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Active substance: TESTOSTERONE

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Tostran 2% Gel.


One gram of gel contains 20 mg testosterone. One press of the canister piston
delivers 0.5 g of gel containing 10 mg testosterone.
One gram of gel contains 1 mg butylhydroxytoluene.
One gram of gel contains 350 mg propylene glycol.
For a full list of excipients, see Section 6.1.


Clear, colourless gel.




Therapeutic indications
Replacement therapy with testosterone for male hypogonadism when testosterone
deficiency has been confirmed by clinical symptoms and laboratory analyses (see
Section 4.4).


Posology and method of administration
For cutaneous use
Adults and Elderly Men
The recommended starting dose of Tostran is 3 g gel (60 mg of testosterone) applied
once daily at approximately the same time each morning. Dose titration should be
based on both serum testosterone levels and the existence of clinical signs and

symptoms related to androgen deficiency. It should be taken into account that
physiological testosterone levels decline with increasing age.
The daily dose should not exceed 4 g of gel (80 mg testosterone).
The dose can be applied to the abdomen (entire dose over an area of at least 10 by
30 cm), or to both inner thighs (one half of the dose over an area of at least 10 by
15 cm for each inner thigh). Daily rotation between the abdomen and inner thighs is
recommended to minimise application site reactions.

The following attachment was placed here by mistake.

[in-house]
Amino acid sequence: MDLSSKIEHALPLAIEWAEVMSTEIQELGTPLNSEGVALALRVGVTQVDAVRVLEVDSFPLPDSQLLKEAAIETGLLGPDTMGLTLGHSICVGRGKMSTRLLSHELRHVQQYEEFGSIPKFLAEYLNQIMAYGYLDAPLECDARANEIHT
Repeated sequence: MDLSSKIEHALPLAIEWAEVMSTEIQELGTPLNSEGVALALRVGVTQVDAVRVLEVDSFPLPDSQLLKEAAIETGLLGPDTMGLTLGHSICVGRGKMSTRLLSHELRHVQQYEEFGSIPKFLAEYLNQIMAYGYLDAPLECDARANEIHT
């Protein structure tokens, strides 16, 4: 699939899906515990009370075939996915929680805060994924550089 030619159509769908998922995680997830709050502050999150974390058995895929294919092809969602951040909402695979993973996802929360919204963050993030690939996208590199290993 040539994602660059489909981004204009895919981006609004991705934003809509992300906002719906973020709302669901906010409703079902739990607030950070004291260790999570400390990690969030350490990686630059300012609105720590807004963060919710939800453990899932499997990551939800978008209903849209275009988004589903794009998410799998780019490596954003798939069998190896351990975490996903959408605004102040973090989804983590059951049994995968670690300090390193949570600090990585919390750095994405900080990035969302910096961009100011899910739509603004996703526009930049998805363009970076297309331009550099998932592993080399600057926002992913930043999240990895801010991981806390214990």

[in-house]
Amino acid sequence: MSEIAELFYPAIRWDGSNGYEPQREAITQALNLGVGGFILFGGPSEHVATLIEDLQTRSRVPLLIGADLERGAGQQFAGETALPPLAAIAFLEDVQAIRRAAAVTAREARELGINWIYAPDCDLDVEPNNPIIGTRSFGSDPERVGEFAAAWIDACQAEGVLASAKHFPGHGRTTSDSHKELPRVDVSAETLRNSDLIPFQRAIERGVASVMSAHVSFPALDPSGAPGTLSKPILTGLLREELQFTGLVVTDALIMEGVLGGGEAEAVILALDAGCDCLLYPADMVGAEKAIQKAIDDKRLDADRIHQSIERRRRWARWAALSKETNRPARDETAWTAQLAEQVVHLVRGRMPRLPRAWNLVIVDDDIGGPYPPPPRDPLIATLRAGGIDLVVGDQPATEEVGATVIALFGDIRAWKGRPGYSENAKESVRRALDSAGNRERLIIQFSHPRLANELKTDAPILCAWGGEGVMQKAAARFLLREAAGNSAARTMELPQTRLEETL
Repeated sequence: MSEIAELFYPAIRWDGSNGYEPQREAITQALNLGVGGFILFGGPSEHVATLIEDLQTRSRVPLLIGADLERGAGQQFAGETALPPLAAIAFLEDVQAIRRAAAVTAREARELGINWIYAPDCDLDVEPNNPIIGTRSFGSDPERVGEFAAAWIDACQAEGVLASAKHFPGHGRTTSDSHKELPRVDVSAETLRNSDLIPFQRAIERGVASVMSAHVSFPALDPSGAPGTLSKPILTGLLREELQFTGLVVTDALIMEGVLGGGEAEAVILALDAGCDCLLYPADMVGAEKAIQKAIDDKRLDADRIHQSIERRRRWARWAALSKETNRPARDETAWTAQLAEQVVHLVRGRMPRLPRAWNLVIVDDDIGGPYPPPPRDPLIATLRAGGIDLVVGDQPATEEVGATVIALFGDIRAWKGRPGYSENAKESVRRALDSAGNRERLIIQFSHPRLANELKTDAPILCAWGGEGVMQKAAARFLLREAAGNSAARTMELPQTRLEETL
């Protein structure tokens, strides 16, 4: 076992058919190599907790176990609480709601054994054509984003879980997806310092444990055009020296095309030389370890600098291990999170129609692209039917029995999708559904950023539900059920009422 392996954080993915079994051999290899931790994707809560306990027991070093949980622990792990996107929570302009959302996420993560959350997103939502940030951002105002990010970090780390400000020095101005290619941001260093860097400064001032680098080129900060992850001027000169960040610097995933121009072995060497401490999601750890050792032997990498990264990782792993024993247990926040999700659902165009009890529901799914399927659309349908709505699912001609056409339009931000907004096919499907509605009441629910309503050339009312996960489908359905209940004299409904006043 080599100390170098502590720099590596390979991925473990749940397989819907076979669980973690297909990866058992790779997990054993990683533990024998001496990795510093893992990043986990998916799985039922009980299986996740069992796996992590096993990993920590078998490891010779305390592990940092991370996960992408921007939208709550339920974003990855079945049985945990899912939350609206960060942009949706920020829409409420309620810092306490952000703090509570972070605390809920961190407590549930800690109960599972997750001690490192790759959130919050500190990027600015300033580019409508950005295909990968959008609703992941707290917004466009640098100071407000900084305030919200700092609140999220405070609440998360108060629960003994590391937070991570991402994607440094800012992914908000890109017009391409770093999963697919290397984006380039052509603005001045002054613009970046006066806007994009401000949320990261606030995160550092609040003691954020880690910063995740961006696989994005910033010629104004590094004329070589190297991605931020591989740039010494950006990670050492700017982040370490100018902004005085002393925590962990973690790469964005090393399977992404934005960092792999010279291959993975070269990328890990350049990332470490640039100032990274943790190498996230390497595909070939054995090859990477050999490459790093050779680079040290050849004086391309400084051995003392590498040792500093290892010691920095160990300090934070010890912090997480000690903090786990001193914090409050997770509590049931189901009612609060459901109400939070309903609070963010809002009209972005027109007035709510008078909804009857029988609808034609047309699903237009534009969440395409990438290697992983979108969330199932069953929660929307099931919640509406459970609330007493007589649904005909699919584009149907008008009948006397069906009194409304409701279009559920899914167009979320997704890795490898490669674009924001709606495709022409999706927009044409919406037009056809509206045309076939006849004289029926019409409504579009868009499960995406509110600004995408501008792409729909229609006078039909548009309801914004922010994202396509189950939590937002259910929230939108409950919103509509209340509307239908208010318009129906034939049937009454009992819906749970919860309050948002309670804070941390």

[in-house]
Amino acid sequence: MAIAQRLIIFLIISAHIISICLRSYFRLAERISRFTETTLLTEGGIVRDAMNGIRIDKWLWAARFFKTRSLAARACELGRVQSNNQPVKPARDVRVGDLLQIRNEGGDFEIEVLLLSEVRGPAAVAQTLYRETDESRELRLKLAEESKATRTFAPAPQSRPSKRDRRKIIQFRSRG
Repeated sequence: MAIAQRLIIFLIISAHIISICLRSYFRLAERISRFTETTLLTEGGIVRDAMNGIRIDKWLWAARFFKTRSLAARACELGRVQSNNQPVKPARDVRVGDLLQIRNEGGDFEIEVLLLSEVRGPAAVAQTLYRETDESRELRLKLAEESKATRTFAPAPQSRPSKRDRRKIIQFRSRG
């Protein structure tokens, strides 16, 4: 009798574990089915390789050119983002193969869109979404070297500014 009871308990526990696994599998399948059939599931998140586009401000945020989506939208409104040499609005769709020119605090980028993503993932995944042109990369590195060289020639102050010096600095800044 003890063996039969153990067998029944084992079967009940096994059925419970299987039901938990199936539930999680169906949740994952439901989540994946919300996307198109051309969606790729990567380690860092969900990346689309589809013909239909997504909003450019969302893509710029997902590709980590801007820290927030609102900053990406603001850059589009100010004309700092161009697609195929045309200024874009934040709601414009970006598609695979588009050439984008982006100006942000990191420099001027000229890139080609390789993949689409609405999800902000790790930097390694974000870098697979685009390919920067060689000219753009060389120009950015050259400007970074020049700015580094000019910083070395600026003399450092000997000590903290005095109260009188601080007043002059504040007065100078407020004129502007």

The gel should be applied to clean, dry, intact skin. It should be rubbed in gently with
one finger until dry, then the application site should be covered, preferably with loose
clothing. Hands should then be washed with soap and water.
Each full depression of the canister piston delivers one half gram of gel (10 mg
testosterone). To obtain a full first dose, it is necessary to prime the canister pump.
To do so, with the canister in the upright position, slowly and fully depress the
actuator 8 times to ensure that the pump is fully primed. The first few depressions
may result in no discharge of gel. Discard the gel dispensed during priming (i.e.,
from the first eight depressions). It is only necessary to prime the pump before the
first dose. The canister should be stored in an upright position between use.
In Table 1 below the amount of gel dispensed once the pump is primed and the
amount of testosterone which would be applied to the skin from a number of piston
depressions are shown.
No of Depressions

Amount of Gel (g)



Amount of Testosterone
Applied to the Skin (mg)

Patients who wash in the morning should apply Tostran after washing, bathing or
Tostran must not be applied to the genitals.
Treatment Control
Serum testosterone concentration should be measured approximately 14 days after
initiation of therapy to ensure proper dosing. The blood sample for measurement of